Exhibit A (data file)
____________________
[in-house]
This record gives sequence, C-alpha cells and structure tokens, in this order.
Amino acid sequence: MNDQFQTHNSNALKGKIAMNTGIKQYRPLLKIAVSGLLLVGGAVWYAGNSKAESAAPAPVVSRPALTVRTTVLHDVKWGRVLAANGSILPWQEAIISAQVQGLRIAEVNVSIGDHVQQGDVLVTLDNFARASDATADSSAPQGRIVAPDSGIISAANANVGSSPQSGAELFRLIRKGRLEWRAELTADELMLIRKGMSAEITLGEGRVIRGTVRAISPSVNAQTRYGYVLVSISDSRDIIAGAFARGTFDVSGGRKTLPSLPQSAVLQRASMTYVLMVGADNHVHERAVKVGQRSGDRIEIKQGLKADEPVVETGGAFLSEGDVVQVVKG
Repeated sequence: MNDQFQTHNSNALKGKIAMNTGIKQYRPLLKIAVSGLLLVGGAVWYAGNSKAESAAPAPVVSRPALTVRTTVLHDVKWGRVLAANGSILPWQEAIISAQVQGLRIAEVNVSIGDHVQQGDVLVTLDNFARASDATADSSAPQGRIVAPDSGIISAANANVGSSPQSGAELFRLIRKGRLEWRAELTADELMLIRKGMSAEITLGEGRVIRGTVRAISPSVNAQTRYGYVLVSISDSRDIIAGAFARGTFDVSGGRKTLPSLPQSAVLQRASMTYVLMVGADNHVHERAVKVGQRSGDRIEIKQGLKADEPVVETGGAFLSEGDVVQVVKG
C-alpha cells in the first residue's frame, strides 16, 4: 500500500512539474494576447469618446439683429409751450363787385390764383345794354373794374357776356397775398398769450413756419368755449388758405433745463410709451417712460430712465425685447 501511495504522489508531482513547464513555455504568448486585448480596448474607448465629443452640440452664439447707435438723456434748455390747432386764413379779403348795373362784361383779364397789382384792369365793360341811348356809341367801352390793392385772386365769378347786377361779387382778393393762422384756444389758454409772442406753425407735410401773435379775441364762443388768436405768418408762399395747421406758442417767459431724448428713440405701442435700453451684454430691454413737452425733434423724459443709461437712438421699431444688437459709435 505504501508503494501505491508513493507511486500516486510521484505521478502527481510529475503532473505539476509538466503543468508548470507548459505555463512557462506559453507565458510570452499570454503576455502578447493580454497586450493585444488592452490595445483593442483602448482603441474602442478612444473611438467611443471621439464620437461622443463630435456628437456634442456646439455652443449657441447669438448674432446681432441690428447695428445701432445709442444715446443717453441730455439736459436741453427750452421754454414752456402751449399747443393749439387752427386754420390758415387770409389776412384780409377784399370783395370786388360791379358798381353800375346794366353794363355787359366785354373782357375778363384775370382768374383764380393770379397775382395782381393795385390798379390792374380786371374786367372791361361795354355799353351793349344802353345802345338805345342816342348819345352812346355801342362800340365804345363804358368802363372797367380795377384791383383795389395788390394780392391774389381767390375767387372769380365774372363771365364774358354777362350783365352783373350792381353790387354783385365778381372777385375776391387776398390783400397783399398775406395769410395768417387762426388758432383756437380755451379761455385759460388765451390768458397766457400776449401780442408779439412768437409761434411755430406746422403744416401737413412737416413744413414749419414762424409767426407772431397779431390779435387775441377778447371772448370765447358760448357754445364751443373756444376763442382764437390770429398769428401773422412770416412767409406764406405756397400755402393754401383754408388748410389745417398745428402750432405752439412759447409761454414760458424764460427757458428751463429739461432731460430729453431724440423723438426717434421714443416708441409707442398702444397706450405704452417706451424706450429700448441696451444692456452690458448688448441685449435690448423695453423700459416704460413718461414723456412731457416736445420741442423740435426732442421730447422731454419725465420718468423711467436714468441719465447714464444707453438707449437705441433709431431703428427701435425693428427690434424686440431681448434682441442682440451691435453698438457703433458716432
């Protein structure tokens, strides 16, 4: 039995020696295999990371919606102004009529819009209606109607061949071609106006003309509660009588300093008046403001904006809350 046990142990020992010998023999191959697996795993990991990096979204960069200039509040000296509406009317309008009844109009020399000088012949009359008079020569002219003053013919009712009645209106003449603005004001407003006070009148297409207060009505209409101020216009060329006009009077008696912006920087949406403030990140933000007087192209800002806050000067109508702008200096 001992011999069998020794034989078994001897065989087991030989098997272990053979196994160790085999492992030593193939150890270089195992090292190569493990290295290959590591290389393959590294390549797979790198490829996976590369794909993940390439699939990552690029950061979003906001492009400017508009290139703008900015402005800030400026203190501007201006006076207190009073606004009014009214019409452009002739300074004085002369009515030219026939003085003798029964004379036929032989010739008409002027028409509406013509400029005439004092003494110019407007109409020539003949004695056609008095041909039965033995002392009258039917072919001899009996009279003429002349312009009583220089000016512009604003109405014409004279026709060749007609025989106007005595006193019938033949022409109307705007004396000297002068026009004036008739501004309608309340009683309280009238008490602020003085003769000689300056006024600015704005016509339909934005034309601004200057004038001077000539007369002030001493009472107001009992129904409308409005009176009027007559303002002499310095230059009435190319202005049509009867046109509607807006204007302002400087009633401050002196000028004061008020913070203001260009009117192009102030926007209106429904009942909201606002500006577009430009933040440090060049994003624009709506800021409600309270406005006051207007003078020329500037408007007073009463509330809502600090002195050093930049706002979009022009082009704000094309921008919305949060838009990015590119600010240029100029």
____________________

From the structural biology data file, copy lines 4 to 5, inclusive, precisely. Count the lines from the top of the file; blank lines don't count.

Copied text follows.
Repeated sequence: MNDQFQTHNSNALKGKIAMNTGIKQYRPLLKIAVSGLLLVGGAVWYAGNSKAESAAPAPVVSRPALTVRTTVLHDVKWGRVLAANGSILPWQEAIISAQVQGLRIAEVNVSIGDHVQQGDVLVTLDNFARASDATADSSAPQGRIVAPDSGIISAANANVGSSPQSGAELFRLIRKGRLEWRAELTADELMLIRKGMSAEITLGEGRVIRGTVRAISPSVNAQTRYGYVLVSISDSRDIIAGAFARGTFDVSGGRKTLPSLPQSAVLQRASMTYVLMVGADNHVHERAVKVGQRSGDRIEIKQGLKADEPVVETGGAFLSEGDVVQVVKG
C-alpha cells in the first residue's frame, strides 16, 4: 500500500512539474494576447469618446439683429409751450363787385390764383345794354373794374357776356397775398398769450413756419368755449388758405433745463410709451417712460430712465425685447 501511495504522489508531482513547464513555455504568448486585448480596448474607448465629443452640440452664439447707435438723456434748455390747432386764413379779403348795373362784361383779364397789382384792369365793360341811348356809341367801352390793392385772386365769378347786377361779387382778393393762422384756444389758454409772442406753425407735410401773435379775441364762443388768436405768418408762399395747421406758442417767459431724448428713440405701442435700453451684454430691454413737452425733434423724459443709461437712438421699431444688437459709435 505504501508503494501505491508513493507511486500516486510521484505521478502527481510529475503532473505539476509538466503543468508548470507548459505555463512557462506559453507565458510570452499570454503576455502578447493580454497586450493585444488592452490595445483593442483602448482603441474602442478612444473611438467611443471621439464620437461622443463630435456628437456634442456646439455652443449657441447669438448674432446681432441690428447695428445701432445709442444715446443717453441730455439736459436741453427750452421754454414752456402751449399747443393749439387752427386754420390758415387770409389776412384780409377784399370783395370786388360791379358798381353800375346794366353794363355787359366785354373782357375778363384775370382768374383764380393770379397775382395782381393795385390798379390792374380786371374786367372791361361795354355799353351793349344802353345802345338805345342816342348819345352812346355801342362800340365804345363804358368802363372797367380795377384791383383795389395788390394780392391774389381767390375767387372769380365774372363771365364774358354777362350783365352783373350792381353790387354783385365778381372777385375776391387776398390783400397783399398775406395769410395768417387762426388758432383756437380755451379761455385759460388765451390768458397766457400776449401780442408779439412768437409761434411755430406746422403744416401737413412737416413744413414749419414762424409767426407772431397779431390779435387775441377778447371772448370765447358760448357754445364751443373756444376763442382764437390770429398769428401773422412770416412767409406764406405756397400755402393754401383754408388748410389745417398745428402750432405752439412759447409761454414760458424764460427757458428751463429739461432731460430729453431724440423723438426717434421714443416708441409707442398702444397706450405704452417706451424706450429700448441696451444692456452690458448688448441685449435690448423695453423700459416704460413718461414723456412731457416736445420741442423740435426732442421730447422731454419725465420718468423711467436714468441719465447714464444707453438707449437705441433709431431703428427701435425693428427690434424686440431681448434682441442682440451691435453698438457703433458716432